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Leading versus lagging indicators of IT performance


Leading Versus Lagging Indicators.jpgRecently, there have been some articles and a lot of blog chatter about IT Key Performance Indicators. This of course is a good thing because improved measurement and management is critical to IT organizations getting a seat at the table. A key element of this discussion has focused around the question of what is a leading indicator versus a lagging indicator per the blog posts by Eric Brown and Jerry Bishop.


But what is leading and what is lagging?

According to one of the authorities on this subject, Wayne Eckerson of The Data Warehousing Institute, leading indicators are about drivers and lagging indicators are about outcomes. Wayne in fact goes on to name them this way when he writes, “Driver KPIs—sometimes known as leading indicators or value drivers—measure activities that have a significant impact on outcome KPIs. These KPIs measure activity in its current state or a future state. On the other hand, Outcome KPIs—sometimes known as lagging indicators—measure the output of past activity. The former is more powerful, since it gives individuals and their managers more time to adjust behavior to influence a desired outcome”.


Leading and lagging can differ by industry and company

Driving IT.jpgThere are many driver KPIs that should be measured by IT organizations and many of these should be relate directly to the drivers of business outcomes. From personal experience, I know these vary significantly from industry to industry. I remember talking to a number of CFOs eight years ago about Business Activity Monitoring.There was no congruence about what really needed to be measured from industry to industry. For a manufacturing company, labor or raw material costs can be driver KPI. For a pharmaceutical company, patent life is a driver KPI. And for a package delivery company, overtime hours represented a driver KPI. Each industry and organization needs to determine its unique business-oriented driver KPIs from its strategic process KPIs. This is essential to both their strategic process and overall business/IT alignment.


Cross-industry driver KPIs matter too

However, it is important to also measure IT organizations against norms for their and other industries. For this reason, I want to suggest here that there is a unique set of cross-industry driver KPIs. To make this a non-academic exercise, I am going to pick seven that fall into this category that already exist within the out-of-the-box implementation of the HP Executive Scorecard.


1>    Change success rate. Change success rate is a driver KPI of IT failure reduction. According to ITIL Version 3.0, change failure is responsible for driving 55% of IT outages. Improve this and you reduce outages, incidents and IT cost.


2>    Percent of incidents resolved with SLA. Initially, one might think of this as being an outcome KPI, but think about it a little more. If I am resolving SLAs within the prescribed time, this means that SLA performance where there are breaks are most likely to be driven to goal and business performance brought into line.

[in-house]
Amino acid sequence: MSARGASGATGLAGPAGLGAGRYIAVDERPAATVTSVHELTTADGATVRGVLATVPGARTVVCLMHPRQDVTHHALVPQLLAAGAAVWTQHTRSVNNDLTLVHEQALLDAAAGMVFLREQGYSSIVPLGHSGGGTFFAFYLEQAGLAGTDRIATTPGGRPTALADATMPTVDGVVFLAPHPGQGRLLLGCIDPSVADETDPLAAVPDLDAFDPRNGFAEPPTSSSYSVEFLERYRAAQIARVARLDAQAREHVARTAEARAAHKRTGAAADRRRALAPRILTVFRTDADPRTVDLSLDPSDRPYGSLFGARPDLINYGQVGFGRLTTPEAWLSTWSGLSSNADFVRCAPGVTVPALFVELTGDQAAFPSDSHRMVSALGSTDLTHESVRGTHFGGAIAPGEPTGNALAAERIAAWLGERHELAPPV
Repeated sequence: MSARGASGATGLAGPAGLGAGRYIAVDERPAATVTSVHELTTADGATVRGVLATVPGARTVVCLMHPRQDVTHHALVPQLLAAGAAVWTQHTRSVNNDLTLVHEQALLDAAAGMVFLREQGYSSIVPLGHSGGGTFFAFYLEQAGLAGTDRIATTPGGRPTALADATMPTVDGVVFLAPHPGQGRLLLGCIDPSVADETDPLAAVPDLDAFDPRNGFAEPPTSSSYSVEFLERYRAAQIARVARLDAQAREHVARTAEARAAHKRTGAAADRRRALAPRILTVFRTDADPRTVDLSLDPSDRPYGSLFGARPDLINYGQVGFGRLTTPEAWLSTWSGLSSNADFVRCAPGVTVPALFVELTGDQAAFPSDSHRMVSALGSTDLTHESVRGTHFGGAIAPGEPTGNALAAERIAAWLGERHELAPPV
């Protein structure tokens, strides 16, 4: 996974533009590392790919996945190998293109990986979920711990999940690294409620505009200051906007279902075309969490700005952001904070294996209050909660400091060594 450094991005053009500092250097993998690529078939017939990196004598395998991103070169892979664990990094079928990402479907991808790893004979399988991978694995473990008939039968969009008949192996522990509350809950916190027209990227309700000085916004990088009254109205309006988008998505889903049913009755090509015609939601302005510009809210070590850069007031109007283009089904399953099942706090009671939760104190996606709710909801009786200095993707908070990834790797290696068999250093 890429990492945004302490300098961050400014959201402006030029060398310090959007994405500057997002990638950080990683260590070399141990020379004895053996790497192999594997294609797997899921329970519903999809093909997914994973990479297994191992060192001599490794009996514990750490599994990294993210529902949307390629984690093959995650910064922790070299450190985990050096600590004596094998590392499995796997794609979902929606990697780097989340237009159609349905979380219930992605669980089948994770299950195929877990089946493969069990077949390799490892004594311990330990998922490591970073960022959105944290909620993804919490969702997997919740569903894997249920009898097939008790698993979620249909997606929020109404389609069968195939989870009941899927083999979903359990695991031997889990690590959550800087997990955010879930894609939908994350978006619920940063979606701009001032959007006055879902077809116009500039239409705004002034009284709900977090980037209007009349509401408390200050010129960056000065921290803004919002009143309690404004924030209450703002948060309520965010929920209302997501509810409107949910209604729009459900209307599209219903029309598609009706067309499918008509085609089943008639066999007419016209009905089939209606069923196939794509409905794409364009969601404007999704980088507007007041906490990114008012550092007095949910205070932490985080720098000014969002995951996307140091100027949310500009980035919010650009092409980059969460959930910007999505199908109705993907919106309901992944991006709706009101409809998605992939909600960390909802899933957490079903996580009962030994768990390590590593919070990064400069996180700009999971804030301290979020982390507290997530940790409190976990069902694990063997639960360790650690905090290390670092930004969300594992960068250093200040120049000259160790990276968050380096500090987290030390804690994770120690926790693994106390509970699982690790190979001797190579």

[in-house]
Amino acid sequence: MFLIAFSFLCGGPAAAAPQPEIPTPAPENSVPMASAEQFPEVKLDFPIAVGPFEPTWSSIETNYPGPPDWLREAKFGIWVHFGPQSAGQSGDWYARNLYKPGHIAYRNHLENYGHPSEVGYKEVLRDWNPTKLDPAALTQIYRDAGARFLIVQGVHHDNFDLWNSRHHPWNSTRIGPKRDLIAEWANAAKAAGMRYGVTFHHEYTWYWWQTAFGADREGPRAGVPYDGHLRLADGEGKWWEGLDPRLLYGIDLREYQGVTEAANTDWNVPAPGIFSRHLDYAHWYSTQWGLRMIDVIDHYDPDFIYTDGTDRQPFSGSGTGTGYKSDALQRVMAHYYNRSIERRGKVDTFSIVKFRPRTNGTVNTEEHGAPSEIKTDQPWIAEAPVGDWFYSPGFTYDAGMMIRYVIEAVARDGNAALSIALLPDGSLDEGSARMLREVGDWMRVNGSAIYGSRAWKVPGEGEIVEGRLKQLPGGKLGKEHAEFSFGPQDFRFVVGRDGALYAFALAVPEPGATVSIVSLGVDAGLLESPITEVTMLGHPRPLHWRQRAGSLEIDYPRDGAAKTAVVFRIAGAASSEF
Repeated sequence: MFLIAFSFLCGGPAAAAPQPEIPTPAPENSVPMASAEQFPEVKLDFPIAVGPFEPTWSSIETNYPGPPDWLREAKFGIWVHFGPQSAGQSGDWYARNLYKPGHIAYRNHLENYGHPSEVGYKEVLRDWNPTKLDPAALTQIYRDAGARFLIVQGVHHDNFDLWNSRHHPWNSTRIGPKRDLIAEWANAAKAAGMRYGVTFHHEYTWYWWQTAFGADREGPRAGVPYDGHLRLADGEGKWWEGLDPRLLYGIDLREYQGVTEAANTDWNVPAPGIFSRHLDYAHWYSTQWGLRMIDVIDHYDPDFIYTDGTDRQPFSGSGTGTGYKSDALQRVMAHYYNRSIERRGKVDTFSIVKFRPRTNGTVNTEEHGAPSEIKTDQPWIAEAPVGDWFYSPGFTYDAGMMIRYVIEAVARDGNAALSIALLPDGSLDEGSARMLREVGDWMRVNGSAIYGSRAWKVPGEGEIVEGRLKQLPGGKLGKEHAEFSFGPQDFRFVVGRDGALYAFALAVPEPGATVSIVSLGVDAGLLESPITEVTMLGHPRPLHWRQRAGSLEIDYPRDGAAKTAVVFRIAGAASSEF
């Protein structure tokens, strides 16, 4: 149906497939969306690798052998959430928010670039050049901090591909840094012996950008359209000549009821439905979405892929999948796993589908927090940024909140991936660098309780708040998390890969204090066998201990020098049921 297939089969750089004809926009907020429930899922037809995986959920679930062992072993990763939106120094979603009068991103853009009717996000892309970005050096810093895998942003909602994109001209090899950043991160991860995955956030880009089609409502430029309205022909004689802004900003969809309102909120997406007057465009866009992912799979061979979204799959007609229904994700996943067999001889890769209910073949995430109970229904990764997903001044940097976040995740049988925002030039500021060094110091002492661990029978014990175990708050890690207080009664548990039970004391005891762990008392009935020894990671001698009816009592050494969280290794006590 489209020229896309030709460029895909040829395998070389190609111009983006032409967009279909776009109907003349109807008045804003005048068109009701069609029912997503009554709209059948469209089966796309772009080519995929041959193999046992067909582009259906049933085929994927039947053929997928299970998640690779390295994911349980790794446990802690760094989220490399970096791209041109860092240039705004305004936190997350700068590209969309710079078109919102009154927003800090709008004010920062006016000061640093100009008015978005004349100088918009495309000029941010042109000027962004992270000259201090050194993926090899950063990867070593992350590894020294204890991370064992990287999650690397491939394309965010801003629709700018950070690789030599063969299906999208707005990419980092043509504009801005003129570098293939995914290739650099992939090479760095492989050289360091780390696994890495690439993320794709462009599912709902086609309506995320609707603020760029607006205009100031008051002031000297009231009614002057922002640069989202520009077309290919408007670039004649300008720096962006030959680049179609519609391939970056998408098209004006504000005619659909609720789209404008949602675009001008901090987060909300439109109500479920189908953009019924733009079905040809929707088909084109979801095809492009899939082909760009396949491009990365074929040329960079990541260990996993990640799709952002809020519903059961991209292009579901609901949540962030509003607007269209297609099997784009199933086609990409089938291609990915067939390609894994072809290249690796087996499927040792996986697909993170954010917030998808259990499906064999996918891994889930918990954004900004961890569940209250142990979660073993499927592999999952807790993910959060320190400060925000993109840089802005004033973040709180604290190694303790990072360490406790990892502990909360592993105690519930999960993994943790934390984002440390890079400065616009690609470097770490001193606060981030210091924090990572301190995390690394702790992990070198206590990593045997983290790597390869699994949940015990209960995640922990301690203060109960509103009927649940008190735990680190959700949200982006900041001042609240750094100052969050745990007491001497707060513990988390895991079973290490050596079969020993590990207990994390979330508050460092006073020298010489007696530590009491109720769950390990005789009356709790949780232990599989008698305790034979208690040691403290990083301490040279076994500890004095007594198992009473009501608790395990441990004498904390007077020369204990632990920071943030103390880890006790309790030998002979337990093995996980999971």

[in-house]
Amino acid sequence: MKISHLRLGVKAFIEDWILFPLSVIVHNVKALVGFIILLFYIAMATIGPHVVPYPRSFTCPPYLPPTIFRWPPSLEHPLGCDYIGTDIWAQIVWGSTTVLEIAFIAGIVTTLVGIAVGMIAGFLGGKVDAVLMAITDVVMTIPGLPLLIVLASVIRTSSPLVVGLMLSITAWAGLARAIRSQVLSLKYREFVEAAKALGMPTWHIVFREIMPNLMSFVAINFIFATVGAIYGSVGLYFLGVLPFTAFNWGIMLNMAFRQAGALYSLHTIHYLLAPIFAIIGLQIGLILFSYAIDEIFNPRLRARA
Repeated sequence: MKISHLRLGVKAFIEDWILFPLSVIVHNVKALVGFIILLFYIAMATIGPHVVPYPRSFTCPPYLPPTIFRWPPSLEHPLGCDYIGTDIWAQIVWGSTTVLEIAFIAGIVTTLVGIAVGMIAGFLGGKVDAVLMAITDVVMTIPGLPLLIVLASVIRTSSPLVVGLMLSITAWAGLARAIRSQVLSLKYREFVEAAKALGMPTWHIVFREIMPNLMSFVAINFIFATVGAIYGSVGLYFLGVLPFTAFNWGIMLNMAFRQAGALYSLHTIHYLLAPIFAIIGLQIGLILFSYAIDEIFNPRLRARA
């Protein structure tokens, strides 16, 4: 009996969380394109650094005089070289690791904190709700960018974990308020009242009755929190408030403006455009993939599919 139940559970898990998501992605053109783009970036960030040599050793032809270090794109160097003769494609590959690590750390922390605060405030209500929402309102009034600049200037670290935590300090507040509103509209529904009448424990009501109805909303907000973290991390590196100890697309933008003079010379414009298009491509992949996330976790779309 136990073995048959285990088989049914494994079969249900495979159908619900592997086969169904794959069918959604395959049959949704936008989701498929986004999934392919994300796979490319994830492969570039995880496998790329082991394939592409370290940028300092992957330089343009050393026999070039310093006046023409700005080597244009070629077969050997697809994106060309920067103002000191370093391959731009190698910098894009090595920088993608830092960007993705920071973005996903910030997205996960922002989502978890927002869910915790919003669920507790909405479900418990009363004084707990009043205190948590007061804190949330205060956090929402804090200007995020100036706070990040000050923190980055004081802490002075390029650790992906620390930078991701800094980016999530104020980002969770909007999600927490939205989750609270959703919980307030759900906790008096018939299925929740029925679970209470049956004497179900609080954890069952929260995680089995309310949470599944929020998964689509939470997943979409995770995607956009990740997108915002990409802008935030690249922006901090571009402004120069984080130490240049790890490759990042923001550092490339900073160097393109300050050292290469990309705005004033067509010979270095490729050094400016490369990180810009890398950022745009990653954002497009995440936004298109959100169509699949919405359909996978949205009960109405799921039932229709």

3>    Percent of unauthorized implemented changes. If you can establish a change process and follow it, this number becomes small. If it becomes small, I will reduce incident volume, reduce the number of security incidents, and increase application up time.


4>    Mean time to recover business data or restore operations success rate. I could have picked multiple KPIs here, but IT is the business increasingly and if it goes down, the business stops. Refining performance here will save a business millions. I have heard personally of a major insurance company that could not access data for days after Katrina. There is no question of the fact in disaster this is a driver KPI.


5>    Percent of server and network nodes with compliance issues. Policies and standards are key to reducing incident volume and security incidents in particular. Driving this to a low number means that you are reducing both outcomes.


6>    Percent of projects on time. We all know that the quality of planning process most often determines whether business objectives are met or the cost or ROI for a project delivered. We need this number to be high, but we, also, need to ensure people cannot simply change the date. This makes a data warehouse with a slow changing dimension ability really important.


7>    Percent of automated tests or percent defects captured post production. These are both key driver KPIs. Automated test coverage means that testing is timely and usually more complete. It can, also, over time be a project cost reducer as costs are taken out. Meanwhile, percent defects captured post production needs to be reduced to a very small number to drive project success and incident and cost reduction.


There you have it--seven driver KPIs for business and IT performance. If it is not clear, driver KPIs are a lot more important than outcome KPIs because in most cases they drive performance and value. There is more to share here, but this is a starting point.


Related links:

Feature: Magnificent Seven of KPIs     

Feature:  Peak performance demands precision control

Solution page:  IT performance management

Twitter: @MylesSuer

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About the Author


Mr. Suer is a senior manager for IT Performance Management. Prior to this role, Mr. Suer headed IT Performance Management Analytics Product Management including IT Financial Management and Executive Scorecard.

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